Now that you understand the development of mature, naïve B cells and T cells, and some of their major functions, how do all of these various cells, proteins, and cytokines come together to actually resolve an infection? Ideally, the immune response will rid the body of a pathogen entirely. The adaptive immune response, with its rapid clonal expansion, is well suited to this purpose. Think of a primary infection as a race between the pathogen and the immune system. The pathogen bypasses barrier defenses and starts multiplying in the host’s body. During the first 4 to 5 days, the innate immune response will partially control, but not stop, pathogen growth. As the adaptive immune response gears up, however, it will begin to clear the pathogen from the body, while at the same time becoming stronger and stronger. When following antibody responses in patients with a particular disease such as a virus, this clearance is referred to as seroconversion (sero- = “serum”). Seroconversion is the reciprocal relationship between virus levels in the blood and antibody levels. As the antibody levels rise, the virus levels decline, and this is a sign that the immune response is being at least partially effective (partially, because in many diseases, seroconversion does not necessarily mean a patient is getting well).
An excellent example of this is seroconversion during HIV disease (Figure 21.26). Notice that antibodies are made early in this disease, and the increase in anti-HIV antibodies correlates with a decrease in detectable virus in the blood. Although these antibodies are an important marker for diagnosing the disease, they are not sufficient to completely clear the virus. Several years later, the vast majority of these individuals, if untreated, will lose their entire adaptive immune response, including the ability to make antibodies, during the final stages of AIDS.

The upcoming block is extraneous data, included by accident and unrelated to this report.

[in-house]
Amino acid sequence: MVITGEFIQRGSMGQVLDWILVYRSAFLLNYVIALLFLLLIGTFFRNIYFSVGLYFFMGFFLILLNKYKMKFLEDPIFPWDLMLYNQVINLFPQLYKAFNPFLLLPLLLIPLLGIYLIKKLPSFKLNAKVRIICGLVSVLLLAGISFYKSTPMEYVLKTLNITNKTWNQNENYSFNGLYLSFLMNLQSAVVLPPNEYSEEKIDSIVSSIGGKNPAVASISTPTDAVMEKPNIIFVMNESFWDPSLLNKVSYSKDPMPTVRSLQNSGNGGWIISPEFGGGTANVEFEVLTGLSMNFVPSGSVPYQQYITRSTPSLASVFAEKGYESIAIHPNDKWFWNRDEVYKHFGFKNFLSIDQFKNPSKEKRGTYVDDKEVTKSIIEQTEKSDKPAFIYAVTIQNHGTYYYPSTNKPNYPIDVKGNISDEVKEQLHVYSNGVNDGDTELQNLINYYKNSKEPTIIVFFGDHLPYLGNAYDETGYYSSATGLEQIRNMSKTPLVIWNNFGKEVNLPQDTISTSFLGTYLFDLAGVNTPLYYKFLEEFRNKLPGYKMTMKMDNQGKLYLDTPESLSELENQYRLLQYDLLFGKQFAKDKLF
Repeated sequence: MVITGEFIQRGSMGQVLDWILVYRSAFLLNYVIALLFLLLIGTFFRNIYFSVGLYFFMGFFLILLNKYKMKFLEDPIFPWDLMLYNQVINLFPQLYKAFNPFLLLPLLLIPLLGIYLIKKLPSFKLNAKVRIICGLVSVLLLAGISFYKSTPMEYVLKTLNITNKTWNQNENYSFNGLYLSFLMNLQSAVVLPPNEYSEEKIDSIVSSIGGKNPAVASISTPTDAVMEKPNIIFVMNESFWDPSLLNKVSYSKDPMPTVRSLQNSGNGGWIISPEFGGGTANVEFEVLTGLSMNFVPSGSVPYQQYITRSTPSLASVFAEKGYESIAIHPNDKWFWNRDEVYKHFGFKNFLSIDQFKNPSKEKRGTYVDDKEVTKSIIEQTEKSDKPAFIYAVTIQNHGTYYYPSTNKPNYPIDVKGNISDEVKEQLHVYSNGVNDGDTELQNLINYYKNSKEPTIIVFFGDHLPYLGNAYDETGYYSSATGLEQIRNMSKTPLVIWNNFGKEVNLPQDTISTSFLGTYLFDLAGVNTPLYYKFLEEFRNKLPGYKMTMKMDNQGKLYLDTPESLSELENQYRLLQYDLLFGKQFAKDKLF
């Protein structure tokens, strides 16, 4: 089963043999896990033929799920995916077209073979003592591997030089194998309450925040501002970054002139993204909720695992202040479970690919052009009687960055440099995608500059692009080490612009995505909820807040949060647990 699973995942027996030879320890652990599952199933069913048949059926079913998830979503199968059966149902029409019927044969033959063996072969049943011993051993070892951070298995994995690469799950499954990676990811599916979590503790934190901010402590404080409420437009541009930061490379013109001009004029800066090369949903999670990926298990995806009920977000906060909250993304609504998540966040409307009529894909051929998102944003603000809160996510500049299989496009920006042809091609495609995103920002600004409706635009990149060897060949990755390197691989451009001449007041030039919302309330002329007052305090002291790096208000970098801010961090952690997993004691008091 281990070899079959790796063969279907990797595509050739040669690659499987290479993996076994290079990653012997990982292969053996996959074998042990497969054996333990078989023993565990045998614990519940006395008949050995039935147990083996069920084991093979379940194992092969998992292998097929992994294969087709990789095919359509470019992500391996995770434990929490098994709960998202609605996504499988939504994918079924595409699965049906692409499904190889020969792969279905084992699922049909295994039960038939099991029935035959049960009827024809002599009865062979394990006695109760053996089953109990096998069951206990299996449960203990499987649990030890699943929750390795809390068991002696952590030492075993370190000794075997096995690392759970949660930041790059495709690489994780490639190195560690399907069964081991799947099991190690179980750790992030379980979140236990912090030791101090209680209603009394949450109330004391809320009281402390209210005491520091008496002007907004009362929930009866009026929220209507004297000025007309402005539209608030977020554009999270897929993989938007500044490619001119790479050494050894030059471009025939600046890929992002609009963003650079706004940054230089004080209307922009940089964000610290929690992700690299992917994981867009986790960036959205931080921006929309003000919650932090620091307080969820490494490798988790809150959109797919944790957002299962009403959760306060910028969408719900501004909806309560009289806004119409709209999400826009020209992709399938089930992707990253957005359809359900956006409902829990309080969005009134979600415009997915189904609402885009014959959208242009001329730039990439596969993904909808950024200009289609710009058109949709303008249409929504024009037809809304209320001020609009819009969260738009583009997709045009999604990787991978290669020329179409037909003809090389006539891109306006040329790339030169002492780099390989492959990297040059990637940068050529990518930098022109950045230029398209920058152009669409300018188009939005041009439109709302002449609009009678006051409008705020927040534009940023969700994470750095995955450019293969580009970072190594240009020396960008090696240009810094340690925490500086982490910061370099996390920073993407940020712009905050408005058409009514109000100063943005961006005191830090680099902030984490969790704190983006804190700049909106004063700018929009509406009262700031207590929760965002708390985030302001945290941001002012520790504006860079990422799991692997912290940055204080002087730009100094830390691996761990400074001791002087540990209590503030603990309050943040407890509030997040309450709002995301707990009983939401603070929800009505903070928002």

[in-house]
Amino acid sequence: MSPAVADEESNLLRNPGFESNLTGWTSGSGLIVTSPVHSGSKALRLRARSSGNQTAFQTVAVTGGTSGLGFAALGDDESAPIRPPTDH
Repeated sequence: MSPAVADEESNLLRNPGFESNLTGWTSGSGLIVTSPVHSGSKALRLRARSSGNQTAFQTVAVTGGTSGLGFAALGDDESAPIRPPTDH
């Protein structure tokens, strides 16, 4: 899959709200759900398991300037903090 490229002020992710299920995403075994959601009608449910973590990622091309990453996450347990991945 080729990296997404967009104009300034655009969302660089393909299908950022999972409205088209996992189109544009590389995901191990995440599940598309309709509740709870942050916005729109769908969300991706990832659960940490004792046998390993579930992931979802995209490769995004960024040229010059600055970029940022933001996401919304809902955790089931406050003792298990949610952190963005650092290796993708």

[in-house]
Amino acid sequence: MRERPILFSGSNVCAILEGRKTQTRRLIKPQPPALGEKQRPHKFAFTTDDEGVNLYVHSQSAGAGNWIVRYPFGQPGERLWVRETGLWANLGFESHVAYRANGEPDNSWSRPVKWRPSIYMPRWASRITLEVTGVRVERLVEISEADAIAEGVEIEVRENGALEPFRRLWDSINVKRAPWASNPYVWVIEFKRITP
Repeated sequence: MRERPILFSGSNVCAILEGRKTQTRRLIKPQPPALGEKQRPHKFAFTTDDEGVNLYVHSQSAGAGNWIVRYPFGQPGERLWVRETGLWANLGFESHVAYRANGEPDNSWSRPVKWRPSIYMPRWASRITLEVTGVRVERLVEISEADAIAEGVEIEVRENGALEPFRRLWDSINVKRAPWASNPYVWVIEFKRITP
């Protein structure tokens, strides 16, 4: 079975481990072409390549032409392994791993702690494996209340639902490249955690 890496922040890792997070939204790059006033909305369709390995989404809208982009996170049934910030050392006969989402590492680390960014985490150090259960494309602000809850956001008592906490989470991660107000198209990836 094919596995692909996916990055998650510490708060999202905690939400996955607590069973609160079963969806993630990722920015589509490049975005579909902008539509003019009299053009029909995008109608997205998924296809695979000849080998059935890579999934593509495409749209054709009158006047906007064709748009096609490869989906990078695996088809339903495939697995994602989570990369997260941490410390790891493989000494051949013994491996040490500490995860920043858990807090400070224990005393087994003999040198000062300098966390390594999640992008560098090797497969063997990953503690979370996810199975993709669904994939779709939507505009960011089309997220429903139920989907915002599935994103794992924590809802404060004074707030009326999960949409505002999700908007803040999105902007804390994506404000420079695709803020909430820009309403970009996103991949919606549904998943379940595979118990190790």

Figure 21.26HIV Disease Progression Seroconversion, the rise of anti-HIV antibody levels and the concomitant decline in measurable virus levels, happens during the first several months of HIV disease. Unfortunately, this antibody response is ineffective at controlling the disease, as seen by the progression of the disease towards AIDS, in which all adaptive immune responses are compromised.
The Mucosal Immune Response:
Mucosal tissues are major barriers to the entry of pathogens into the body. The IgA (and sometimes IgM) antibodies in mucus and other secretions can bind to the pathogen, and in the cases of many viruses and bacteria, neutralize them. Neutralization is the process of coating a pathogen with antibodies, making it physically impossible for the pathogen to bind to receptors. Neutralization, which occurs in the blood, lymph, and other body fluids and secretions, protects the body constantly. Neutralizing antibodies are the basis for the disease protection offered by vaccines. Vaccinations for diseases that commonly enter the body via mucous membranes, such as influenza, are usually formulated to enhance IgA production.
Immune responses in some mucosal tissues such as the Peyer’s patches (see Figure 21.11) in the small intestine take up particulate antigens by specialized cells known as microfold or M cells (Figure 21.27). These cells allow the body to sample potential pathogens from the intestinal lumen. Dendritic cells then take the antigen to the regional lymph nodes, where an immune response is mounted.
Figure 21.27IgA Immunity The nasal-associated lymphoid tissue and Peyer’s patches of the small intestine generate IgA immunity. Both use M cells to transport antigen inside the body so that immune responses can be mounted.
Defenses against Bacteria and Fungi:
The body fights bacterial pathogens with a wide variety of immunological mechanisms, essentially trying to find one that is effective. Bacteria such as Mycobacterium leprae, the cause of leprosy, are resistant to lysosomal enzymes and can persist in macrophage organelles or escape into the cytosol. In such situations, infected macrophages receiving cytokine signals from Th1 cells turn on special metabolic pathways. Macrophage oxidative metabolism is hostile to intracellular bacteria, often relying on the production of nitric oxide to kill the bacteria inside the macrophage.
Fungal infections, such as those from Aspergillus, Candida, and Pneumocystis, are largely opportunistic infections that take advantage of suppressed immune responses. Most of the same immune mechanisms effective against bacteria have similar effects on fungi, both of which have characteristic cell wall structures that protect their cells.